Bread and Brew
by: CHRISTOPHER ONSTOTT, Lucky Strike, a new Chinese restaurant on Southeast Hawthorne, boasts spicy, flavorful Sichuan dishes, like the pork dumplings in garlic sauce. 

The future of Chinese food is at Lucky Strike, which just made the move from Southeast 82nd Avenue to Southeast Hawthorne Boulevard. It's a significant move, and one that makes sense for a quirky restaurant that serves spicy pig intestine and describes its Kungfu Fry Rice as a 'guarantee ass kicking.'

About half the dishes on the menu have the word 'spicy' in their name. Lucky Strike first became known for its Hot Pepper Chicken Bath, a dish that requires you to pick chunks of chicken out of a volcanic pile of whole red peppers. The chicken pieces are crisp around the edges, and they burn with a steady, purposeful heat. Your lips will tingle but your head will not explode.

Another signature dish - and the one thing you must order - is the Guinness pork ribs. Each small section of bone has a morsel of fatty pork clinging to it, and the whole is glazed with a shiny, sweet and spicy sauce. You eat with your fingers, expressing your approval with crude, half-articulated words and by sucking on your fingertips.

Sichuan peppercorn

Not everything is this good. The pot-stickers were dry and boring. My friends liked the sliced pork in spicy garlic sauce, but I thought it was slimy and unpleasantly lukewarm.

Cold noodles in sesame oil, on the other hand, were fresh and lively, sending off sparks of spice and sweetness in all directions. Dan Dan Noodles, topped with spicy minced beef, peanuts and scallions were a little more predictable but still chipper and glowing medium-hot. Cumin beef is another winner. The thin strips of meat are tender and juicy (they're from Painted Hills) and each bite floods the mouth with a rich cumin flavor.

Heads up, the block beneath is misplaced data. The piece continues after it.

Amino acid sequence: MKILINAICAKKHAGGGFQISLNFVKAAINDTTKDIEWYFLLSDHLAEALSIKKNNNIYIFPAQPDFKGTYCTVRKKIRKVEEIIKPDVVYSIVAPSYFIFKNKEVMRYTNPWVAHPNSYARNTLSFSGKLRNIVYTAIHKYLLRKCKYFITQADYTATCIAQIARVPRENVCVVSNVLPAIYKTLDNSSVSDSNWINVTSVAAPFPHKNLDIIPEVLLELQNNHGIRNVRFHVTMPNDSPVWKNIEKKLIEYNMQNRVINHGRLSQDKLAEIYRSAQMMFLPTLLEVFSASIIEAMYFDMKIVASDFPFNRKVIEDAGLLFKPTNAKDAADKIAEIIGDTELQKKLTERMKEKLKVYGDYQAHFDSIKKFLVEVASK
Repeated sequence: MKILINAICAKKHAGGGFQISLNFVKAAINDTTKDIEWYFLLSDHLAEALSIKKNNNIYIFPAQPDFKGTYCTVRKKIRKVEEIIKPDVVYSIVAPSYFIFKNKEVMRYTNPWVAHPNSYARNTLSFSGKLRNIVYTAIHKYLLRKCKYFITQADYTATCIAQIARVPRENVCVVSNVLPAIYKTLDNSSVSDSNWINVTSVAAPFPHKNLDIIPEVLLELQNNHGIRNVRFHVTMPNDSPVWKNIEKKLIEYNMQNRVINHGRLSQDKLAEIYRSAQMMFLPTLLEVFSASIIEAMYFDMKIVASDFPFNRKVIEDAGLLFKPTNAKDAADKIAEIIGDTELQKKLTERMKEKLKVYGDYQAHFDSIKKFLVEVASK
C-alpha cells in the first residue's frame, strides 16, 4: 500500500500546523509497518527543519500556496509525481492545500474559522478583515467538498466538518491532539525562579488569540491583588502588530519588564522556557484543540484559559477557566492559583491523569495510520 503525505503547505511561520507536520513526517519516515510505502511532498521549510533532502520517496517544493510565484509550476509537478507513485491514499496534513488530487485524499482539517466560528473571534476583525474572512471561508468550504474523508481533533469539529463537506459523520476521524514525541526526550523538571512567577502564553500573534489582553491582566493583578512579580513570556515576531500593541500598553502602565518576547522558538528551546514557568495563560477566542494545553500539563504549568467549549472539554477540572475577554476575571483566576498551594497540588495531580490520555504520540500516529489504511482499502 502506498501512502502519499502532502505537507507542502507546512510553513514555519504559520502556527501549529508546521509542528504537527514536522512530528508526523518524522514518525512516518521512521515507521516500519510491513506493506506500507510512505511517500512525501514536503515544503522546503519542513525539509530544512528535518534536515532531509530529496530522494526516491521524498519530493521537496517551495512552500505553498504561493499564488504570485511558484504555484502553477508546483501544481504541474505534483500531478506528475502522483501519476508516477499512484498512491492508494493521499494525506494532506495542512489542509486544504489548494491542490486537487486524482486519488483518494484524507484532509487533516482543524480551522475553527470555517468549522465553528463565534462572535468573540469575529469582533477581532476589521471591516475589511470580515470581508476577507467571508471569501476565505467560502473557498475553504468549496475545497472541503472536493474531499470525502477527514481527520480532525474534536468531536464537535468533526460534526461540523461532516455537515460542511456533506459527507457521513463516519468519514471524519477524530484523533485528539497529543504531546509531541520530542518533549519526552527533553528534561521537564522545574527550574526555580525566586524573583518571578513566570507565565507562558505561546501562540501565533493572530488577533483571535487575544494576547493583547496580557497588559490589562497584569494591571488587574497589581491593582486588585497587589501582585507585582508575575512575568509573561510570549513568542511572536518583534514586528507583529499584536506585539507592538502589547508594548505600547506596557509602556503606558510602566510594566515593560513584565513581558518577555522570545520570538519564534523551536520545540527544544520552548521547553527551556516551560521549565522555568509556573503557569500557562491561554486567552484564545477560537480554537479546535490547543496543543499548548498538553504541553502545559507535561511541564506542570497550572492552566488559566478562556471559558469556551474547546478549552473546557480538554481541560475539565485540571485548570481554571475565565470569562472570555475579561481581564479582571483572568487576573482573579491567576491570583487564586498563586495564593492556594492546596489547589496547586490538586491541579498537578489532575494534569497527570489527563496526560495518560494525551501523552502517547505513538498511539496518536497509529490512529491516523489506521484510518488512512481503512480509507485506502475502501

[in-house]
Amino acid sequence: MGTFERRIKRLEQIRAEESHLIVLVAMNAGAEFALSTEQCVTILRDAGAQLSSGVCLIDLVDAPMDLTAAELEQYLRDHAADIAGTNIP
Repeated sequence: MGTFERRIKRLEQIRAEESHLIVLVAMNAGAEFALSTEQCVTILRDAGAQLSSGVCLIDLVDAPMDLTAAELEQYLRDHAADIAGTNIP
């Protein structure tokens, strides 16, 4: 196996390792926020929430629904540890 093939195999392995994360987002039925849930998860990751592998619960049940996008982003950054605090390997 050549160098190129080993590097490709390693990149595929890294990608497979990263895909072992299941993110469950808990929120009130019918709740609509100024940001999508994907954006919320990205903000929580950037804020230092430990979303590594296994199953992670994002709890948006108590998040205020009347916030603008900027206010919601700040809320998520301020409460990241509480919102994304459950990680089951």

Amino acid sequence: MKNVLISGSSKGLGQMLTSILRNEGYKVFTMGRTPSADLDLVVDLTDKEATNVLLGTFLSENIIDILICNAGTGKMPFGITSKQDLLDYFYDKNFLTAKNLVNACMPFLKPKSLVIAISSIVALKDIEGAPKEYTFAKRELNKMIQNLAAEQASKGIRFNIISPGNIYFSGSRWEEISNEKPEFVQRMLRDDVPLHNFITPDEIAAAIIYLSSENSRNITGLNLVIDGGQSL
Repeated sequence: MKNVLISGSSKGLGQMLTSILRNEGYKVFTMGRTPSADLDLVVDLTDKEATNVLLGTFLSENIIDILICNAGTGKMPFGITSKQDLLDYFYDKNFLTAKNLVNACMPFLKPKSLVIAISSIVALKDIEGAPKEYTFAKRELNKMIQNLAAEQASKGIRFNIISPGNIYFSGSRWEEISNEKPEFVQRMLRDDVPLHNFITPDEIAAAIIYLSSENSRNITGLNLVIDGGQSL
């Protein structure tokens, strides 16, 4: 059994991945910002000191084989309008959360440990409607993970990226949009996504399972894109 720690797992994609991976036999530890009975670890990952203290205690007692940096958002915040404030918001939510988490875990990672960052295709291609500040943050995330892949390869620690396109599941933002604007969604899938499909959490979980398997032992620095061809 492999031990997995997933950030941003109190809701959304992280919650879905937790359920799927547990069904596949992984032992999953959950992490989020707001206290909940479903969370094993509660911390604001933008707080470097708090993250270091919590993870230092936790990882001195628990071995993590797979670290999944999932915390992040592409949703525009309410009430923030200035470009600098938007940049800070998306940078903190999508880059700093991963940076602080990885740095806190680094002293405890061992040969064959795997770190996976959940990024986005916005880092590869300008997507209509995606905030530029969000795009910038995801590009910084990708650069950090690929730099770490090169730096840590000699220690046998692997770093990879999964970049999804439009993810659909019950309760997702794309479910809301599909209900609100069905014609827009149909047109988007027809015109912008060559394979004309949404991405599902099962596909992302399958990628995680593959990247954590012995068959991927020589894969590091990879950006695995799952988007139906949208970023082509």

Most of the seasonings at Lucky Strike are described on the menu as 'Sichuan.' Of course this means spicy, but it also means something bold and new. The older generation of restaurants spells the word 'Szechuan.' And the Sichuan peppercorn, used in some dishes here, has only been imported to the United States for the past five years or so.

To cool down, try the baby bok choy, which is sautéed very quickly, and not permitted to go limp. Or get the fried rice with vegetables, which is fluffy with eggs, not weighed down by grease, and striped with fresh greens. Or if you don't need a break from the heat, get that Kungfu Fry Rice, which is fried with kung pao chicken and won't actually do you any harm. In fact, it might make you stronger.

Better share

The feeling of youth and sizzle is enforced by the style of the dining room, which looks like a nightclub. Vermilion glass chandeliers hang from the ceilings. There's a huge dragon mural on one wall, and the bar is topped with Mahjong tiles and under-lit with glowing colors that change over time.

Call for cold one

The house cocktails have evocative names like Cotton Rose, Mo Passion and One Night in Beijing. The drinks are not as interesting as their names, however, and don't pair up particularly well with the extremely assertive food. A cold Tsingtao or three is what is called for.

At the end of one meal, my friends and I sat at a table covered with plates. Each plate was scattered with red peppers and not a scrap of anything else.

Portions here are small and sharable, and the menu, in mockery of split plate fees, pronounces: '$2 for NOT sharing.'

Lucky Strike, 3 p.m. to midnight Monday and Wednesday- Thursday, 4 p.m. to 1 a.m. Friday, noon to 1 a.m. Saturday, noon to 11 p.m. Sunday, 3862 S.E. Hawthorne Blvd., 503-206-8292, entrees $5-$16

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